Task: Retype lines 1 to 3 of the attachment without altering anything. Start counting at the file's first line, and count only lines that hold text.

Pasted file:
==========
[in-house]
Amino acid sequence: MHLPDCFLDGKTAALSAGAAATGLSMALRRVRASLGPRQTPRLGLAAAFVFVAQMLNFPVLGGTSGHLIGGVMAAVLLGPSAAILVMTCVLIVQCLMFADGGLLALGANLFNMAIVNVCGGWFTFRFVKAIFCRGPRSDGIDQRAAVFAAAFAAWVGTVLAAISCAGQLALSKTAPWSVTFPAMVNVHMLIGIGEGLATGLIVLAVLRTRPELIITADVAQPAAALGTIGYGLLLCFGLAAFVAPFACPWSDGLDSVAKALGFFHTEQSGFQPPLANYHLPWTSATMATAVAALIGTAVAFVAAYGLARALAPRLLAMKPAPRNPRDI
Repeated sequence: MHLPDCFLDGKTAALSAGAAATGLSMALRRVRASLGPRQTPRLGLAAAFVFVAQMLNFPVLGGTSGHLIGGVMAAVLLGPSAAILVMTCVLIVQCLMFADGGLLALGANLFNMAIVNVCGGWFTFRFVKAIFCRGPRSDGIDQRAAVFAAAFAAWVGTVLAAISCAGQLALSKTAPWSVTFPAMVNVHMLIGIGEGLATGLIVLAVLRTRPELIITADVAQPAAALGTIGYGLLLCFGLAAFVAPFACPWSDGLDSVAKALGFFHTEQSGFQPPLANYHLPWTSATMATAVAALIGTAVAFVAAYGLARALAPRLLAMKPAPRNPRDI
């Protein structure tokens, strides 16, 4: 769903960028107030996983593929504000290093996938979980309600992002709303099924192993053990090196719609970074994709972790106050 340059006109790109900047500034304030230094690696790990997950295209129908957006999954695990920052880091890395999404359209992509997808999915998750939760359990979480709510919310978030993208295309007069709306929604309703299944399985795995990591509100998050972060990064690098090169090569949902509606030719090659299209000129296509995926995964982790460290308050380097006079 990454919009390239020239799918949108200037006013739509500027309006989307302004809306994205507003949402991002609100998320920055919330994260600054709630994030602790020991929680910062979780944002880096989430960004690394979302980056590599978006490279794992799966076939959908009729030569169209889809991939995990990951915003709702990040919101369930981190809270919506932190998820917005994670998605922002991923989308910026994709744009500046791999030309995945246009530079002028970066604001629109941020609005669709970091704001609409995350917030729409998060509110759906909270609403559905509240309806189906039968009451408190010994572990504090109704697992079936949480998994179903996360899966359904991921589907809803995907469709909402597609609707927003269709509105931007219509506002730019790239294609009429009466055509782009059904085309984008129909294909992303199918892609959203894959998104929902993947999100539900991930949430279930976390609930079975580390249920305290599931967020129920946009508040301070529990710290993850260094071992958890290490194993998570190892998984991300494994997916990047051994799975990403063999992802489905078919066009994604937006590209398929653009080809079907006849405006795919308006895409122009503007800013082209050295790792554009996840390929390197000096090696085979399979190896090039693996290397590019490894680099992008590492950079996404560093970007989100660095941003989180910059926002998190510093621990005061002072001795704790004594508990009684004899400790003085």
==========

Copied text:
[in-house]
Amino acid sequence: MHLPDCFLDGKTAALSAGAAATGLSMALRRVRASLGPRQTPRLGLAAAFVFVAQMLNFPVLGGTSGHLIGGVMAAVLLGPSAAILVMTCVLIVQCLMFADGGLLALGANLFNMAIVNVCGGWFTFRFVKAIFCRGPRSDGIDQRAAVFAAAFAAWVGTVLAAISCAGQLALSKTAPWSVTFPAMVNVHMLIGIGEGLATGLIVLAVLRTRPELIITADVAQPAAALGTIGYGLLLCFGLAAFVAPFACPWSDGLDSVAKALGFFHTEQSGFQPPLANYHLPWTSATMATAVAALIGTAVAFVAAYGLARALAPRLLAMKPAPRNPRDI
Repeated sequence: MHLPDCFLDGKTAALSAGAAATGLSMALRRVRASLGPRQTPRLGLAAAFVFVAQMLNFPVLGGTSGHLIGGVMAAVLLGPSAAILVMTCVLIVQCLMFADGGLLALGANLFNMAIVNVCGGWFTFRFVKAIFCRGPRSDGIDQRAAVFAAAFAAWVGTVLAAISCAGQLALSKTAPWSVTFPAMVNVHMLIGIGEGLATGLIVLAVLRTRPELIITADVAQPAAALGTIGYGLLLCFGLAAFVAPFACPWSDGLDSVAKALGFFHTEQSGFQPPLANYHLPWTSATMATAVAALIGTAVAFVAAYGLARALAPRLLAMKPAPRNPRDI